If my height is 190 cm / 6'2 what size is...

If my height is 190 cm / 6'2 what size is best to take? L or XL?

Responded on

Hey Alexey,

Packs are measured by torso length which is from the C7 vertebra (that bump where your shoulders and neck meet) and your hip-shelf (the very top of your hipbone). Torso sizing is as follows: M (18 -21 inches) L (20-23 inches) XL (22-25 inches)

Responded on

Hi Alexey, I'm 178 and used XL without any problems. I've just set up the harness to the lowest possible position and it fitted fine for me.

What is the difference between the Xenith...

What is the difference between the Xenith and Aether packs?

Best Answer Responded on

The biggest difference is that the Xenith packs are a bit stronger than the Aether. The materials are a little more robust. The Xenith 88 has a maximum recommended load of 70 lbs while the Aether 85 max is 60 lbs. If you are looking to carry heavier loads the Xenith is for you. That being said, I own the Aether 70 and it is more than enough pack for me on anything less than a 10 day backcountry trip.

5 5

Great pack!

  • Familiarity: I've put it through the wringer

This is simply an awesome pack. I've done so large climbs with it and it is perfect balance between weight and size. I've had other packs that were 105s. . . I find that if I am paying attention to my pack, this is big enough for all the climbs I plan to do. Plan to use this (with a sled and duffle) for Denali. Dont think I'll have any problems.

Great pack!
4 5

Comfortable but not perfect features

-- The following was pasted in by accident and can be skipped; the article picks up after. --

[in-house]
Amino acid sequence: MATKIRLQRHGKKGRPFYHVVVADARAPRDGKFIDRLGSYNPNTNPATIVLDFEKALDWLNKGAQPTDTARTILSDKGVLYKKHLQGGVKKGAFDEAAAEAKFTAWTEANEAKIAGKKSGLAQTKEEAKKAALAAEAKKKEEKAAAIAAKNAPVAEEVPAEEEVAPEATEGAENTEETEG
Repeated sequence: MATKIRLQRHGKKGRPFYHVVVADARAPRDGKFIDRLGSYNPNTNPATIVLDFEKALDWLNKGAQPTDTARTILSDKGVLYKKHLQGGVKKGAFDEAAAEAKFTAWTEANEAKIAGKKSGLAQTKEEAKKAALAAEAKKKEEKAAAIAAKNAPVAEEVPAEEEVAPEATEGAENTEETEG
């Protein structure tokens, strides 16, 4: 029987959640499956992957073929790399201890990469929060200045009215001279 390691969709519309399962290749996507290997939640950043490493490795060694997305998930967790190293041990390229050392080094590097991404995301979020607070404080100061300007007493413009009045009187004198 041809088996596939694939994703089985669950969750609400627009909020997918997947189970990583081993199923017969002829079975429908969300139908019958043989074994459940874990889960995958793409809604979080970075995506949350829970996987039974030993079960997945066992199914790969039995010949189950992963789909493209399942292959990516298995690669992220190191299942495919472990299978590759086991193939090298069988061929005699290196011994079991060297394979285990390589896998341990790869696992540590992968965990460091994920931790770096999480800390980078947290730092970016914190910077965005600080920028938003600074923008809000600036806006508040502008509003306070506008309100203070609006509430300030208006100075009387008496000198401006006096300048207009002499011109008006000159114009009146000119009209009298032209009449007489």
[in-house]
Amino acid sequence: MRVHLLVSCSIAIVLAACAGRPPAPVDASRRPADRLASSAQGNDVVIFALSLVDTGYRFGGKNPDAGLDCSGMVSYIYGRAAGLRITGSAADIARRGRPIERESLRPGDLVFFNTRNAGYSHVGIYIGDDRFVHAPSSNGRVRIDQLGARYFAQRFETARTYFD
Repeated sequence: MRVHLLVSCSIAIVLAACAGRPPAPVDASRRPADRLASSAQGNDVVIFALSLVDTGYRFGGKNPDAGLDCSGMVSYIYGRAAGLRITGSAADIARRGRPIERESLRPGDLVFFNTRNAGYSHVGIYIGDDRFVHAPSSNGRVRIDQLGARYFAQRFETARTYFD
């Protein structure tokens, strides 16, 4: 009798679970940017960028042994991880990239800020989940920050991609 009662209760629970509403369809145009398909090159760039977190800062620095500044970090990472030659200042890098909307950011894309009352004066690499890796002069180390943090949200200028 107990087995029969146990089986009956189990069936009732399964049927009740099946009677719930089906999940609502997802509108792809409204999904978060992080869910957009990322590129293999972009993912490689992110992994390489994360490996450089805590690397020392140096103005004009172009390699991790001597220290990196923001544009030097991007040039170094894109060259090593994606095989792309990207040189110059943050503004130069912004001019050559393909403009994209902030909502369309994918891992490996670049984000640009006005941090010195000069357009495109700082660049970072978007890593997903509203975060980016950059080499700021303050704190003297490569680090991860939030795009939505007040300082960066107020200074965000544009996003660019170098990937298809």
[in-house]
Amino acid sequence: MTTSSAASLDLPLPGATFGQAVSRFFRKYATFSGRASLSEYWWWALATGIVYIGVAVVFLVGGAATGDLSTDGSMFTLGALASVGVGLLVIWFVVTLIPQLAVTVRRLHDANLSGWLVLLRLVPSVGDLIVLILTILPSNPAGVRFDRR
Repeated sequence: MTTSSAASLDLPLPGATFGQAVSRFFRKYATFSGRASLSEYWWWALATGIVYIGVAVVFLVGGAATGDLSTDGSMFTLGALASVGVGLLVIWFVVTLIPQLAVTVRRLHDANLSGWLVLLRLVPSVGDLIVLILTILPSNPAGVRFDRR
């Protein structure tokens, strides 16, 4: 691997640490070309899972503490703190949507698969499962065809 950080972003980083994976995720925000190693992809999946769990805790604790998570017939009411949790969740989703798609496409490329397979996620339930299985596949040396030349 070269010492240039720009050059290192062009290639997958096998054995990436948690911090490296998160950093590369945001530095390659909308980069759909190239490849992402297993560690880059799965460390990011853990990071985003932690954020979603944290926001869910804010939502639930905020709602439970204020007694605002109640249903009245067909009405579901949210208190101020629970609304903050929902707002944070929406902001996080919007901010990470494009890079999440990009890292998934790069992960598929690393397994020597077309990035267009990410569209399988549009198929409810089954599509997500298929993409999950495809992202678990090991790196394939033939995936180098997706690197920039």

• Gender: Male
  • Familiarity: I've used it several times

The pack is comfortable to wear. I wore it with about 80lbs in it over extended hikes and the pack is fairly comfortable and adjusts well. this is the most important thing in a pack and it does well at that.

What I didn't like about it comes down to small details that may not matter to everyone.

First, the sleeping pad straps were too short for me. I had to lengthen them all the way and really press on my closed cell foam pad for it to close. It was a pain having to do that under the rain.

Second, while you have your sleeping pad on there, it becomes really hard to get the ice-axe out of its loop. You have to flip the axe over and tilt it while trying not to harm your sleeping pad. Maybe this would not be a problem if the straps for the pad were longer and easier to close (just unclip the pad in that case)

Lastly, the pockets on the hip-belt are not very practical. For me they were slightly on the back of my hips and I couldn't really see them or access them easily.

Overall, it's a good pack, but if you put a lot of value on these small details, then maybe it's not for you.

I'm looking to replace my old Argon 70....

I'm looking to replace my old Argon 70. But it comes down to this:
Will the Xenith carry skis or splitboard in an A-frame?

Responded on

I recently purchased this pack, and its not designed to carry skis period, however i feel that you could carry them in an A-frame style using the adjustment straps on the sides of the pack. i haven't tested it because my skis don't have bindings, but I'm fairly sure it would work! This is probably of no use to you now almost two years later, but oh well!